As senior fellow and resident historian of the Roosevelt Institute, David B. Woolner helps keep the legacy of Franklin and Eleanor Roosevelt alive for future generations by reminding us that there is much we can learn from the past. Given the strong parallels between the struggle for social and economic justice that characterized the twin crises of the Great Depression and World War II, and today’s quest for a new—and green—New Deal, Woolner teaches us that the lessons of history have much to offer today’s leaders as we work to build a more just, progressive, and democratic America.
To reinforce this message, Woolner often serves as a commentator on the important links between the past and the present in the media, where his appearances include interviews with CNN, the BBC, Al Jazeera, CBS, the History Channel, NPR, CBC Radio, the New York Times, the Wall Street Journal, and the Washington Post. His reviews and op-ed pieces have appeared in the Washington Post, The Nation, the Huffington Post, Salon, the Irish Times, The Next New Deal, Truthout.org, Business Insider, and other publications.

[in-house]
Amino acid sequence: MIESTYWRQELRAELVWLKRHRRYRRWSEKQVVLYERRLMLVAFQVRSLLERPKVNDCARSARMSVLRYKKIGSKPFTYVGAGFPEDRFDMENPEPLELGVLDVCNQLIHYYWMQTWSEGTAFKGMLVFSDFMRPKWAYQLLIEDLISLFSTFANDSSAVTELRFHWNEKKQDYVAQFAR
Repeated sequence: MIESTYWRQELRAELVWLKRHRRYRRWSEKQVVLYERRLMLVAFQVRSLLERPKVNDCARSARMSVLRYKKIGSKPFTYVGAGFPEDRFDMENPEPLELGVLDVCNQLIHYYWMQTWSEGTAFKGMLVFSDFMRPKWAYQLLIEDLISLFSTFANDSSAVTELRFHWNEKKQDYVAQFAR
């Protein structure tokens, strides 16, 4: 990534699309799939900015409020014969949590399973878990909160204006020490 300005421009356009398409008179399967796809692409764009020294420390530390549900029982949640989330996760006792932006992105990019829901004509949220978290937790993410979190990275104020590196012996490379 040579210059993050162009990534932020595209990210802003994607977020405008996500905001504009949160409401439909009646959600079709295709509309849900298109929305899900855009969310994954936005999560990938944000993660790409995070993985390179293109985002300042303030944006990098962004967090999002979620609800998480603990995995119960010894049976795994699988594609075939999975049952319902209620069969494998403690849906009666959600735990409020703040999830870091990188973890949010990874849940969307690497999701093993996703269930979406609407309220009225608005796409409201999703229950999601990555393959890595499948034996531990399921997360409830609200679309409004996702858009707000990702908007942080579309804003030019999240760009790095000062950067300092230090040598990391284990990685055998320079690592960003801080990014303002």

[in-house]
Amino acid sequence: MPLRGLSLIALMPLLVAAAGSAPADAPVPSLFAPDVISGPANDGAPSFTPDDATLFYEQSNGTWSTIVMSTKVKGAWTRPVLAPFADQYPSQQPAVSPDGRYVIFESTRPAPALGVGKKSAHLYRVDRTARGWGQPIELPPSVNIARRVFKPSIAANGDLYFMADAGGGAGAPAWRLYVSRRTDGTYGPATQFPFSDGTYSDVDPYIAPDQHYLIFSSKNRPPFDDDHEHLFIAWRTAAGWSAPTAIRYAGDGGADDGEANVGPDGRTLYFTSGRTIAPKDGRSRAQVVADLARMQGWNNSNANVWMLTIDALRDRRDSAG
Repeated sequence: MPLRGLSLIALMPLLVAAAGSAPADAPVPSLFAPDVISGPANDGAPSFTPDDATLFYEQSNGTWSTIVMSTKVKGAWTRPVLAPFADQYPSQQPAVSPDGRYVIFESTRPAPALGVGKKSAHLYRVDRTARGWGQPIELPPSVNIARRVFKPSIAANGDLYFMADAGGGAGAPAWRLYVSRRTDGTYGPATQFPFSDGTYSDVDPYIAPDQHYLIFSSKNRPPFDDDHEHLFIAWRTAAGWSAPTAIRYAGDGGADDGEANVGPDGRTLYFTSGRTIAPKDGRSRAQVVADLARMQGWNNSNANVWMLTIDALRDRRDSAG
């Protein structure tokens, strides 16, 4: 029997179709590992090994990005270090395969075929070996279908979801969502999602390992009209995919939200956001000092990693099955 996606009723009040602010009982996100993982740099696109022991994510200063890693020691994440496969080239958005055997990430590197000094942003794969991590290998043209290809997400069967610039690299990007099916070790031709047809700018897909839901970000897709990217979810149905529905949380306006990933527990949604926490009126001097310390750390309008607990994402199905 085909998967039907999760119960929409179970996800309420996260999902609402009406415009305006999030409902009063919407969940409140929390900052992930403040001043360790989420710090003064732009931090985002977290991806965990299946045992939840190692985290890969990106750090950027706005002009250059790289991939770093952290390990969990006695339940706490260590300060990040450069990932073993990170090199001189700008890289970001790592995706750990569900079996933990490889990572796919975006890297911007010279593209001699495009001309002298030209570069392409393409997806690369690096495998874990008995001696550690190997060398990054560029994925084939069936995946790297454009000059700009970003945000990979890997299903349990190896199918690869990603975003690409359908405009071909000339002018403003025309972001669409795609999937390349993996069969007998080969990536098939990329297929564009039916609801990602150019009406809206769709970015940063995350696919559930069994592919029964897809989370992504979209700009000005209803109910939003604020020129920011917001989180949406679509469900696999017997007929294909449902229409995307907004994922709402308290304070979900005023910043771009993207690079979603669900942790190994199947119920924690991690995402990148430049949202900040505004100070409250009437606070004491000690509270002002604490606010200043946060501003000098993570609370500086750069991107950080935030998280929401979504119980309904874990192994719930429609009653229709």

Woolner is also a professor of history at Marist College and senior fellow of the Center for Civic Engagement at Bard College. He is the author of The Last 100 Days: FDR at War and at Peace (Basic Books, 2017), and is editor/co-editor of five books, including Progressivism in America: Past Present and Future (Oxford University Press, 2016), FDR’s World: War, Peace and Legacies (Palgrave, 2008), and FDR and the Environment (Palgrave, 2005). He served as historical advisor to the Ken Burns film The Roosevelts: An Intimate History; the HBO/BBC production, Into the Storm: Churchill at War; and for numerous special exhibitions at the FDR Presidential Library and Museum. He sits on the editorial board of the International History Review, is a member of the advisory group to the Churchill Archives Project, has been visiting professor at Bard College, and has remained a member of the faculty of the Bard Prison Initiative since 2011. He has also been a visiting professor at Ghent University, the University of Prince Edward Island, and University College, Roosevelt. His numerous academic awards include the Mary Ball Washington Chair in American History, at University College Dublin (2016–2017); the Roosevelt Fellowship at University College Roosevelt, in Middelburg, the Netherlands (Spring 2016); the Fulbright Distinguished Research Chair at the Roosevelt Study Center, also in Middelburg (2010); and an Archives Bi-Fellowship at Churchill College, Cambridge (2007).
From 2000 to 2010, Woolner served as the Roosevelt Institute’s executive director, overseeing a significant expansion of the organization’s budget, programmatic dimension, and staff. He earned his PhD and MA in history from McGill University and a BA summa cum laude in English literature and history from the University of Minnesota.